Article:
Delta of Venus/Little Birds Author:Anais Nin At the time we were all writing erotica at a dollar a page , I realized that for centuries we had had only one model for this literary genre-the writing of men. I was already conscious of a difference between the masculine and feminine treatment of sexual experience. I knew that there was a great disparity between Henry Miller's explicitne... more »ss and my ambiguities-between his humorous, Rabelasian view of sex and my poetic descriptions of sexual relationships in the unpublished portions of the diary. As I wrote in Volume Three of the Diary, I had a feeling that Pandora's box contained the mysteries of women's sensuality, so different from man's and for which man's language was inadequate.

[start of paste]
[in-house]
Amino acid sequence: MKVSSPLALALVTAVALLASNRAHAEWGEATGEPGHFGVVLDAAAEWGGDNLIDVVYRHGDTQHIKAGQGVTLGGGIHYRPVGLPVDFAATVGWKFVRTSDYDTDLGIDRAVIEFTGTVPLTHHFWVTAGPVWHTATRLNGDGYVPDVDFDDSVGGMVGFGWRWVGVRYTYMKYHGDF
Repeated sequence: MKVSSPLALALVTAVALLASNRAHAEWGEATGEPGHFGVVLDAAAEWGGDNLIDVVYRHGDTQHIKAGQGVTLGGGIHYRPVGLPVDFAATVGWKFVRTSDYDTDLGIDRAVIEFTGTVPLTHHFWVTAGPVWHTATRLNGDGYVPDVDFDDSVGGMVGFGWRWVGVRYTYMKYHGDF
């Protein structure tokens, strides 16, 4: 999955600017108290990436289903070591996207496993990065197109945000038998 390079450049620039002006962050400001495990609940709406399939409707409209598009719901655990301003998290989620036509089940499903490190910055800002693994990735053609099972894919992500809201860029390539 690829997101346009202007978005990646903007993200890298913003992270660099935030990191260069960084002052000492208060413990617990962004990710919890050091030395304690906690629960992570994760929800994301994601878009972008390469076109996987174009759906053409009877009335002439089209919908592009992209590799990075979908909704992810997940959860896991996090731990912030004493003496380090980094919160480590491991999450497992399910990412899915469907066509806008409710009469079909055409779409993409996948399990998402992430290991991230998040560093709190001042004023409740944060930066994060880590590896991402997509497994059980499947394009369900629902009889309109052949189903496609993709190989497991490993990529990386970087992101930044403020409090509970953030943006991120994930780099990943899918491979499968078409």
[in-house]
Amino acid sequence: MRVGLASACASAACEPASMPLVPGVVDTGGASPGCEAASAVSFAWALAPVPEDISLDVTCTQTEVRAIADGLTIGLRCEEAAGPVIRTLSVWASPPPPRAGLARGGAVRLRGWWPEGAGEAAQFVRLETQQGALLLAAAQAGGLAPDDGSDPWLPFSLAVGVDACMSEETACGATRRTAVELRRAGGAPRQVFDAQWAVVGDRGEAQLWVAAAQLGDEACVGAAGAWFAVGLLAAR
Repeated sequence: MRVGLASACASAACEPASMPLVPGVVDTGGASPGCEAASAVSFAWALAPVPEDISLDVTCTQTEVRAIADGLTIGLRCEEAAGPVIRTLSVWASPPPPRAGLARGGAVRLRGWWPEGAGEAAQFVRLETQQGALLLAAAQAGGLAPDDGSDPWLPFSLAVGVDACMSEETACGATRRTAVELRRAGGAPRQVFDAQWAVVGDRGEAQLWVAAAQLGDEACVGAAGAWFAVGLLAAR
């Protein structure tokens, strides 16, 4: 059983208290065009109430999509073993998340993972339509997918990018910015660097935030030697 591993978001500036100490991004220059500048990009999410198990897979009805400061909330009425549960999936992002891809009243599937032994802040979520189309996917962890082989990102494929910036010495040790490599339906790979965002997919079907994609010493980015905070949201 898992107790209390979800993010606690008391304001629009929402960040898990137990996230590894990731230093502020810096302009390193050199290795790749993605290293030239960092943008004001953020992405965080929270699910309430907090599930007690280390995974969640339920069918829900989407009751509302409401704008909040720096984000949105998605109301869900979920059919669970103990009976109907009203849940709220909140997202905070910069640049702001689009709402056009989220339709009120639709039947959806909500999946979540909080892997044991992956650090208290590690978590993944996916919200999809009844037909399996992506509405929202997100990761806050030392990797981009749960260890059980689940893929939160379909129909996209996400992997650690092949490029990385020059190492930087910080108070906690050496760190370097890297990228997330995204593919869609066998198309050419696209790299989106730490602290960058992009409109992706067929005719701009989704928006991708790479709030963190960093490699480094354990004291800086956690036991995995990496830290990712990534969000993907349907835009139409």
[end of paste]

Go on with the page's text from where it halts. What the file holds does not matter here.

Women, I thought, were more apt to fuse sex with emotion, with love, and to single out one man rather than be promiscuous. This became apparent to me as I wrote the novels and the Diary, and I saw it even more clearly when I began to teach. But although women's attitude towards sex was quite distinct from that of men. we had not yet learned how to write about it.
Here in the erotica that I was writing to entertain, under pressure from a client who wanted me to "leave out the poetry." I believed that my style was derived from a reading of men's works. For this reason I long felt that I had compromised my feminine self. I put the erotica aside. Rereading it these many years later, I see that my own voice was not completely suppressed. In numerous passages I was intuitively using a woman's language, seeing sexual experience from a woman's point of view. I finally decided to release the erotica for publication because it shows the beginning efforts of a woman in a world that had been the domain of men.